Mixed vegetable salad with peanut sauce (gado-gado)

Yield: 1 servings

Measure Ingredient
1 \N Package firm (Chinese-style) tofu
1 teaspoon Kecap manis
\N \N Oil, for deep frying
6 cups Vegetables *
1 tablespoon Minced garlic
2 tablespoons Minced shallot
1 tablespoon Minced fresh galangal or
1 teaspoon Ground galangal
1 teaspoon Dried shrimp paste
½ teaspoon Ground dried chile or
¼ teaspoon Sambal ulek
\N \N Hard-cooked eggs, for garnish
\N \N Fried Onion Flakes for garnish
1 cup Oil
½ cup Raw peanuts
1 teaspoon Brown or palm sugar
1 cup Thin coconut milk **
\N \N Salt, to taste
\N \N Juice of 1/2 lime, to taste


* (a variety of the following): cabbage, in 1-inch squares; bean sprouts; carrots, sliced or julienned; green beans, in 2-inch pieces; potatoes or sweet potatoes in large dice; sliced cucumbers; watercress sprigs; tomato wedges.

** (The thin stuff from the bottom of a can of coconut milk. SC) This is from a new cookbook I just got. Haven't tried this recipe yet, but it looks dead on.

This is a rather free-form salad of lightly cooked vegetables; the exact contents depend on what is available. What makes it gado-gado is the dressing, a creamy peanut sauce.

1. Remove tofu from package and drain. Place on a plate lined with cloth or paper towels, top with another layer of towel and an inverted plate, and place a weight of a pound or more on top. Let stand for 30 minutes, unwrap, and discard liquid. Cut tofu into bite-sized squares or triangles and sprinkle with kecap manis. Fry in 350F oil until golden brown and puffy; transfer to paper towels to drain. Reserve oil to cook peanuts.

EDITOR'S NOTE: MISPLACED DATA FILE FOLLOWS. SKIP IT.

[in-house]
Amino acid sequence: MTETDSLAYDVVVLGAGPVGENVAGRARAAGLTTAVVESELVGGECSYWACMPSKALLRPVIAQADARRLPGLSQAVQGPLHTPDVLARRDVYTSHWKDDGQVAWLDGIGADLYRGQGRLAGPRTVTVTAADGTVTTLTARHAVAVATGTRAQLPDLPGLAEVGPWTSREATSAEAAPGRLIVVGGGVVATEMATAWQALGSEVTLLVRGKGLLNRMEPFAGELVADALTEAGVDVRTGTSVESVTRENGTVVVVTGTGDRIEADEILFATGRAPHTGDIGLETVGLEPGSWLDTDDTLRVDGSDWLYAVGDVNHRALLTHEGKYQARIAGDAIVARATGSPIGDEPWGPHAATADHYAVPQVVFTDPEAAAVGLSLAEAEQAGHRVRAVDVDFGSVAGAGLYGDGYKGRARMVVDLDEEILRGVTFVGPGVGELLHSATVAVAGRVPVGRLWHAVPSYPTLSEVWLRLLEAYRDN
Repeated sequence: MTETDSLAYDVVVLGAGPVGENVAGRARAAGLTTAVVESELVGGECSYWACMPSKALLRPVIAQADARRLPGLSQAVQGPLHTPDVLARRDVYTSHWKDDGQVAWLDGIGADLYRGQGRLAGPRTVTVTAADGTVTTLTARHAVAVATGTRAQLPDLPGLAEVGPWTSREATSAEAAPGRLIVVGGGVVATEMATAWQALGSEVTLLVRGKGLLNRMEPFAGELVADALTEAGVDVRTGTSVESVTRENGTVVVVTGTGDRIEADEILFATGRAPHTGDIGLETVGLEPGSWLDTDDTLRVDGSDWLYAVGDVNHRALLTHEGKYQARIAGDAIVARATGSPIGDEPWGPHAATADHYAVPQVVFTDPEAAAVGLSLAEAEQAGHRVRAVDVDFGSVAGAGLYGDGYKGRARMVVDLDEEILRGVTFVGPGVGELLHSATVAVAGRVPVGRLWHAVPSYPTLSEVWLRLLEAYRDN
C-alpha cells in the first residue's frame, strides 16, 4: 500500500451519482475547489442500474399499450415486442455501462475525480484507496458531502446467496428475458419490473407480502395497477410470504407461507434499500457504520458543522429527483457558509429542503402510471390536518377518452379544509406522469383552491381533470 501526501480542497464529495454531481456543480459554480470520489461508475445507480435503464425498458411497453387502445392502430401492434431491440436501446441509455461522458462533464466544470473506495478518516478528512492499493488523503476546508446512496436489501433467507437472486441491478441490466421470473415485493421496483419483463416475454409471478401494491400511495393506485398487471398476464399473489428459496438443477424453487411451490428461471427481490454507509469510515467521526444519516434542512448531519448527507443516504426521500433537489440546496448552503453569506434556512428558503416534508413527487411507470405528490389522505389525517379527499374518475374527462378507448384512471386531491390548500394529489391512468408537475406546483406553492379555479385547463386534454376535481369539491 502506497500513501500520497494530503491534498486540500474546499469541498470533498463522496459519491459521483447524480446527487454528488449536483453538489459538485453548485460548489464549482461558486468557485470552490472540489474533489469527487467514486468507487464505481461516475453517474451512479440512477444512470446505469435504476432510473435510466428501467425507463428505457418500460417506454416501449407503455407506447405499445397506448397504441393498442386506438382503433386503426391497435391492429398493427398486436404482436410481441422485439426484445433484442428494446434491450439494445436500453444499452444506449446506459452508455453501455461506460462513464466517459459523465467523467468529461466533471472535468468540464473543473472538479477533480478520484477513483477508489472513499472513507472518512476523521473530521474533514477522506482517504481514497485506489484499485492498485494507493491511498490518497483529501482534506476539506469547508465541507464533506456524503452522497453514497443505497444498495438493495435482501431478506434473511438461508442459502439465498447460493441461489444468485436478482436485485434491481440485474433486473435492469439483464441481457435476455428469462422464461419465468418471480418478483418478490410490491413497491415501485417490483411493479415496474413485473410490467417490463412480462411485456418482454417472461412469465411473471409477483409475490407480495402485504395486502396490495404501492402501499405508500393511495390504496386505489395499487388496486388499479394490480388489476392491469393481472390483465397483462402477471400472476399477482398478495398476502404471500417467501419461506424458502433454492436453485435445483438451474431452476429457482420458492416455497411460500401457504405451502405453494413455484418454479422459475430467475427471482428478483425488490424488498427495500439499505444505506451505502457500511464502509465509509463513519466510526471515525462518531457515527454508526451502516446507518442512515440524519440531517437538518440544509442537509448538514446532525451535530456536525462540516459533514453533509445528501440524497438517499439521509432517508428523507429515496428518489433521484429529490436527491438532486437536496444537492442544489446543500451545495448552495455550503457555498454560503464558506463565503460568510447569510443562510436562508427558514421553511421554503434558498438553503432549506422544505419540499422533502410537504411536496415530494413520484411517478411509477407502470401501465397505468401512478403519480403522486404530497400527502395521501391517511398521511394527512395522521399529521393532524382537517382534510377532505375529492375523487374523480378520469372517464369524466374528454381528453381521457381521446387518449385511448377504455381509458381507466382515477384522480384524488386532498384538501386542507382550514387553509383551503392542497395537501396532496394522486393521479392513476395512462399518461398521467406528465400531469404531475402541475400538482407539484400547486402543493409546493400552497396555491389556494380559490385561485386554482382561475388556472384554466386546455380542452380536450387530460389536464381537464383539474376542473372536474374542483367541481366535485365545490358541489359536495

2. One at a time, blanch vegetables in lightly salted water, rinsing them in cold water to stop cooking as soon as they reach the desired degree of doneness. Cabbage and bean sprouts require only a few seconds; carrots, green beans, and potatoes may take several minutes depending on size and tenderness. Do not blanch cucumbers, watercress, and tomatoes. use them raw.

3. Place Gado-Gado Sauce in a small bowl in the center of a large platter. Arrange vegetables on platter around sauce. Garnish with wedges or slices of hard-cooked egg and fried onion flakes. To serve, spoon some sauce onto each plate and dip vegetables into sauce. Serves 4 to 6 with other dishes.


1. To prepare sauce in a mortar: Pound garlic, shallot, galangal, shrimp paste, and chile to a paste. To prepare sauce in a blender: Chop together in a 1-cup jar.

2. In a wok or deep skillet, heat oil over medium-high heat until a peanut sizzles on contact. Fry peanuts until lightly browned; transfer to paper towels to drain. When peanuts have cooled, grind in a mortar or food processor to a coarse, grainy paste, adding a little oil if necessary to facilitate blending. (May be made up to a week ahead and stored covered in refrigerator.) 3. Remove all but 2 tablespoons oil from pan and reserve for another use. Return pan to medium-low heat and add pounded mixture. Cook until quite fragrant, but do not burn. Add peanuts, sugar, and coconut milk and bring to a boil, stirring. Simmer until thick and season to taste with salt and lime juice. Allow to coot to room temperature before serving.

Makes 1 cup.

From the California Culinary Academy's "Southeast Asian Cooking", Jay Harlow, published by the Chevron Chemical Company, 1987. ISBN 0-89721-098-0.

Posted by Stephen Ceideberg; May 31 1993.

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